2011-09-22 / Front Page

Community Meeting Set For Proposed Post Office Closure

Wells Tannery residents urged to attend Sept. 29 meeting
By Chanin Rotz-Mountz

Wells Tannery residents are urged to attend a public meeting on Thursday, September 29, regarding the U.S. Postal Service’s suggested closure of the village's post office. Wells Tannery residents are urged to attend a public meeting on Thursday, September 29, regarding the U.S. Postal Service’s suggested closure of the village's post office. Frequently purchasing stamps, picking up packages and sending money orders, Deborah Remeikas enjoys the services as well as the convenience offered at the Wells Tannery Post Office located within short walking distance of her home along West Tannery Road. Unfortunately for the Remeikas family and their neighbors, a post office closure proposed by the United States Postal Service in July could bring an end to the village office.

According to Remeikas, closure of the post office, which over the years also served in the capacity of village store and gas station, would cause residents to drive 10 to15 minutes out of the way for services that are currently readily available right down the street.

“Packages not delivered to my house would be a hassle as would packing up my three children up to drive to another post office to send out packages,” stated Remeikas, who has resided in Wells Tannery for three-and-one-half years. “More than likely I would ask my husband to pick up stamps while he was in Mc- Connellsburg or try to use bill pay more often. I would more than likely get money orders from another source as well.”

Remeikas noted if the Postal Service moves forward with the closure of the post office, the outcome would be detrimental to many in the community.

“We have many elderly that cannot drive far or cannot drive at all. For these members of our community receiving postal services would be difficult,” she added.

As a result, Remeikas and fellow community members are being asked to rally for a meeting scheduled later this month by Wells Tannery Community Park President Byron Helsel. Helsel told the “News” he hopes the meeting set for Thursday, September 29, at 7 p.m. will make the community aware of the proposed closure of the Wells Tannery Post Office.

Having been in contact with postal service officials, Helsel has received a packet of information to distribute to residents, including necessary contact information for government representatives such as United States Congressman Bill Shuster.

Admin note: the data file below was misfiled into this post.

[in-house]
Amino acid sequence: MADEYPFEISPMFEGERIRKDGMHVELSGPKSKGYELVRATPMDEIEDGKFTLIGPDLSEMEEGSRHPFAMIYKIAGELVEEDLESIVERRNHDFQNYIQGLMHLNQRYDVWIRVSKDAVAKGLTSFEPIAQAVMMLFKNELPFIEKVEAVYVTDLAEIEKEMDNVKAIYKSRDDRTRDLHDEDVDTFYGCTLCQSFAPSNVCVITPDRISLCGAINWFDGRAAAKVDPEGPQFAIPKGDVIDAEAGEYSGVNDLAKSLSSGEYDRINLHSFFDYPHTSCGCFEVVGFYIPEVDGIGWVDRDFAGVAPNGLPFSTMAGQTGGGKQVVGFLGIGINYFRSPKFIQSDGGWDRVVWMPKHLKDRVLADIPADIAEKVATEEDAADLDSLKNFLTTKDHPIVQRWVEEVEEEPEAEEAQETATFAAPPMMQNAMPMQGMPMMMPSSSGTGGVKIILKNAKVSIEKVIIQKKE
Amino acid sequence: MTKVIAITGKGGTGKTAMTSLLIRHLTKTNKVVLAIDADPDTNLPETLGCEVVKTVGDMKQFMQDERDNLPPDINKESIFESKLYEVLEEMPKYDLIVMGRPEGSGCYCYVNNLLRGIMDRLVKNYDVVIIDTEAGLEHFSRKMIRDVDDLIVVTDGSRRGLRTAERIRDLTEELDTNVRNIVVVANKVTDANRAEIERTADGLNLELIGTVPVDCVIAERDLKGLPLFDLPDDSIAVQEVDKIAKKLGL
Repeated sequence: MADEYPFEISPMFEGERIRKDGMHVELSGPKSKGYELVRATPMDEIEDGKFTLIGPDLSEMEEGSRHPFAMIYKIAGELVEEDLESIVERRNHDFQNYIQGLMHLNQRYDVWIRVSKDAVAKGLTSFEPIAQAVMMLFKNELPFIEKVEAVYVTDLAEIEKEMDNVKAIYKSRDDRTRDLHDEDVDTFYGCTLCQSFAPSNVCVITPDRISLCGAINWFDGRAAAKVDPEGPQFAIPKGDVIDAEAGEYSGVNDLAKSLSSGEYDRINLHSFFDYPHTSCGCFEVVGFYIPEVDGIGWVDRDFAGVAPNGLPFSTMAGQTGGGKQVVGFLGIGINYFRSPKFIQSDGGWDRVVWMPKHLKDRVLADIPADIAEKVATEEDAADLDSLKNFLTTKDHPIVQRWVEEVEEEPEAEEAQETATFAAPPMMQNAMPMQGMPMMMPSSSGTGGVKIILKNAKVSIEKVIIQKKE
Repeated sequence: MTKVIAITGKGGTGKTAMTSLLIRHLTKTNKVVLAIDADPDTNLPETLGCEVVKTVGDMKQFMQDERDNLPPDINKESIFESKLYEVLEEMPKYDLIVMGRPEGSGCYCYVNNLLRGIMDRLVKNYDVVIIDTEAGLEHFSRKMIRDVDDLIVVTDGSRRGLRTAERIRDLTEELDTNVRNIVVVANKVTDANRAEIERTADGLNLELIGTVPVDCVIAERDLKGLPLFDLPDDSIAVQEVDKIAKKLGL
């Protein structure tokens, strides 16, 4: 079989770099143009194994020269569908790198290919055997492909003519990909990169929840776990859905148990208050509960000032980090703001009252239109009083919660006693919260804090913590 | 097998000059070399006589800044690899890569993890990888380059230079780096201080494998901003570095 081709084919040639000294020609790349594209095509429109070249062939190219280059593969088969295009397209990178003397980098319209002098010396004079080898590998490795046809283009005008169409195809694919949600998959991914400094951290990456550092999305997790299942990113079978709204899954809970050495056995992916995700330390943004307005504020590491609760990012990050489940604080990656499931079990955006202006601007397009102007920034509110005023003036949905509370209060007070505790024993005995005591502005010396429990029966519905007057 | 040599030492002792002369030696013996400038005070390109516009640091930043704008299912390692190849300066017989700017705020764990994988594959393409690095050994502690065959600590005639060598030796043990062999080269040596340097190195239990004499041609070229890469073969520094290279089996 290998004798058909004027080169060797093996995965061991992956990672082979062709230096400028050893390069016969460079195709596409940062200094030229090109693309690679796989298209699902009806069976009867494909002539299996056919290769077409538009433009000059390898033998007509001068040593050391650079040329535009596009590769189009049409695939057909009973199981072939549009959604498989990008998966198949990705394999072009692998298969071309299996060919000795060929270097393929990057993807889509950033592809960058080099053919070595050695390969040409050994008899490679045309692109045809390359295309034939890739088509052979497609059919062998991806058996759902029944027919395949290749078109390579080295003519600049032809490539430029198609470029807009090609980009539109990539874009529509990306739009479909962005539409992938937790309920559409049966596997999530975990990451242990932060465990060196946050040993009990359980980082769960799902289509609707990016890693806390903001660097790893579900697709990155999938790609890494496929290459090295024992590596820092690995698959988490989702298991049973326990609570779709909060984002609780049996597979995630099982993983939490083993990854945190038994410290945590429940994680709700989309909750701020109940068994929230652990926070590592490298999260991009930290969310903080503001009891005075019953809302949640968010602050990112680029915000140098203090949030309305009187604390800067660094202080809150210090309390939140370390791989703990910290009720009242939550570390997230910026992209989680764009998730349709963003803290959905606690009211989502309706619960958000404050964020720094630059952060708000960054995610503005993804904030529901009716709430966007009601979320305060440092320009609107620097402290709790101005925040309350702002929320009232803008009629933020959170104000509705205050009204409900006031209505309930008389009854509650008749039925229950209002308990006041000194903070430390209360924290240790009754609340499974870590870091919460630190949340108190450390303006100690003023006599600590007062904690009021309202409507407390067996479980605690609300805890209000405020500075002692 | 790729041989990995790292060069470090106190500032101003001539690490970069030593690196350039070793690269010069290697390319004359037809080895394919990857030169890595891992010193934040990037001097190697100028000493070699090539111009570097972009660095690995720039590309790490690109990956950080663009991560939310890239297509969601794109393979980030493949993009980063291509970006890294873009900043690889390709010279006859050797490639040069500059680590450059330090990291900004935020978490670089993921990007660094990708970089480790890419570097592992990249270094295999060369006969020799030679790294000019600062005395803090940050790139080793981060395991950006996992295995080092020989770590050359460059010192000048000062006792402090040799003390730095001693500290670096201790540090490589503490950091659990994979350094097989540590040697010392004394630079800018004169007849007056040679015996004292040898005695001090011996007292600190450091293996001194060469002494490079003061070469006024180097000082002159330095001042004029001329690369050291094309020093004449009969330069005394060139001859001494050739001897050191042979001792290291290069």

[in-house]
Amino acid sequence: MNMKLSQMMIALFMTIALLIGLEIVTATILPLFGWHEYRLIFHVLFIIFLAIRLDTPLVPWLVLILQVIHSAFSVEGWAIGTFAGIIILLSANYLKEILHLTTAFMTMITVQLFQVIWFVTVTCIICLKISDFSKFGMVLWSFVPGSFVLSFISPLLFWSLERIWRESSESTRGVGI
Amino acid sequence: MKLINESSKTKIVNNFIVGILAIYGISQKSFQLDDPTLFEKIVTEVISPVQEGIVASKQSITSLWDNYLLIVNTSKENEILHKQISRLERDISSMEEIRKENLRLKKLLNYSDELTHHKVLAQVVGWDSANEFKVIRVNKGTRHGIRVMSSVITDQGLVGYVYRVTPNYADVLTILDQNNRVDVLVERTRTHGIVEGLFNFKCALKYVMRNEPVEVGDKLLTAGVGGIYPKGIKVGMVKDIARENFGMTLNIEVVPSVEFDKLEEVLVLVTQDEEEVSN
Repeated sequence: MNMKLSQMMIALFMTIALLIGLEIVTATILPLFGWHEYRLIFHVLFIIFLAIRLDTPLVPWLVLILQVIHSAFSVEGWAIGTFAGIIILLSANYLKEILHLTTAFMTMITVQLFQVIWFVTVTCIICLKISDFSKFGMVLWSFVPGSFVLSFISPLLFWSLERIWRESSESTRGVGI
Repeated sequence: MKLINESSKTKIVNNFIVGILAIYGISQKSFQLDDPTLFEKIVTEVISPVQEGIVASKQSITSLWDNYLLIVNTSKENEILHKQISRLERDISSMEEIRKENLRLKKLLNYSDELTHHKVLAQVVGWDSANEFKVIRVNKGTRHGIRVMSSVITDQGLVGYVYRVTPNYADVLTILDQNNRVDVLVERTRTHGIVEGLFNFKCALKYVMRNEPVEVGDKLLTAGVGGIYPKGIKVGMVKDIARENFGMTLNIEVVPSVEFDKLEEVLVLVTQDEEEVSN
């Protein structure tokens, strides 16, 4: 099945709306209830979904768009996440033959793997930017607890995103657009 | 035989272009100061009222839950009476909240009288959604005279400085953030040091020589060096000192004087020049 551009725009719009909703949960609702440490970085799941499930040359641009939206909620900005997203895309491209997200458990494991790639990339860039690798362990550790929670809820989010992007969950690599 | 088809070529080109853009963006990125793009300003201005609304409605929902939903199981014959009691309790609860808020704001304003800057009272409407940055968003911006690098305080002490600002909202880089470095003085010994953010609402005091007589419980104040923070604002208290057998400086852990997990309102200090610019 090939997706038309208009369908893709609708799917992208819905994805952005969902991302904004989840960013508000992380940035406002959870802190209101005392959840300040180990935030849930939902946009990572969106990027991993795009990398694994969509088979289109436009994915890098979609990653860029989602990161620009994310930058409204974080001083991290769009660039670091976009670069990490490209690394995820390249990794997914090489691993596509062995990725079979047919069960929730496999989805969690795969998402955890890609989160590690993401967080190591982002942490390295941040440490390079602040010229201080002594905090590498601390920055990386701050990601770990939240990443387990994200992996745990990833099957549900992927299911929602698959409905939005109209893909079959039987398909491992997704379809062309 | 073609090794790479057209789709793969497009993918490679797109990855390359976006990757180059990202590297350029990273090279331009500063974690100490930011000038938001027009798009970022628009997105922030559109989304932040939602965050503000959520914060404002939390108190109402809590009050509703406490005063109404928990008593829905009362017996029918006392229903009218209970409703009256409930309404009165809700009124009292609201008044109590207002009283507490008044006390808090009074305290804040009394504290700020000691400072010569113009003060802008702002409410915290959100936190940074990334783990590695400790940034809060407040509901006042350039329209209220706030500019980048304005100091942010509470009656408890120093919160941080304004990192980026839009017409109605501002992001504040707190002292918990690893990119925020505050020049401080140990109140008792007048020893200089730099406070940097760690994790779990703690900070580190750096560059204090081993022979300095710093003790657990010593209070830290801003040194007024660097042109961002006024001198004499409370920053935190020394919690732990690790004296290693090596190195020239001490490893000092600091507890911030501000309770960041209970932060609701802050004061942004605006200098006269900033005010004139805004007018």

“We’re having this meeting so no one can say down the road they weren’t fully aware of the situation,” stated Helsel.

Nancy Bull, constituent services representative for Congressman Shuster, previously told the “News” customers will be afforded 60 days notice of any proposed action by the postal service to pro- vide comments.

Customers may submit written comment to their local postmaster or officer in charge. In addition, some patrons may receive questionnaires soliciting comment, said Bull.

“After the comments are received and taken into account, any final determination to close a site must be made in writing and include findings covering all required study criteria. Customers must be notified 60 days before a closure takes place,” Bull stated at the time.

She said that within the first 30 days after a determination for office closure is made available to the public, any customer regularly served by that location can appeal the decision to the Postal Regulatory Commission.

In other postal service news, last Thursday the United States Post Office announced its intentions of “conducting an Area Mail Processing (AMP) study of mail processing facilities to determine whether consolidation of some operations is appropriate.”

In a letter to postal patrons, Postal Service Vice President of Consumer & Industry Affairs Susan M. LaChance stated, “The Postal Service is facing some of the most difficult challenges in its history. The current economic downturn and continued diversion of mail to the Internet has led to a dramatic 20 percent decline in mail volume since 2007.”

“The decline in mail volume has also meant a decline in postal revenue. As a result, today the Postal Service has not only more equipment, personnel and facilities than it needs to process a decreasing amount of mail, but also less revenue than it needs to cover the costs of that large processing and delivery network,” she said.

Pennsylvania mail processing facilities being studied through AMP are centers located in Altoona (located in Duncansville), Erie, Greensburg, Horsham, Lancaster, New Castle, Pittsburgh, Reading, Scranton, Southeastern Pa., and Williamsport. Members of the community will be asked to provide feedback and pose questions online regarding the AMP studies at: http://about.USPS.com/news/facility studies/welcome.htm.

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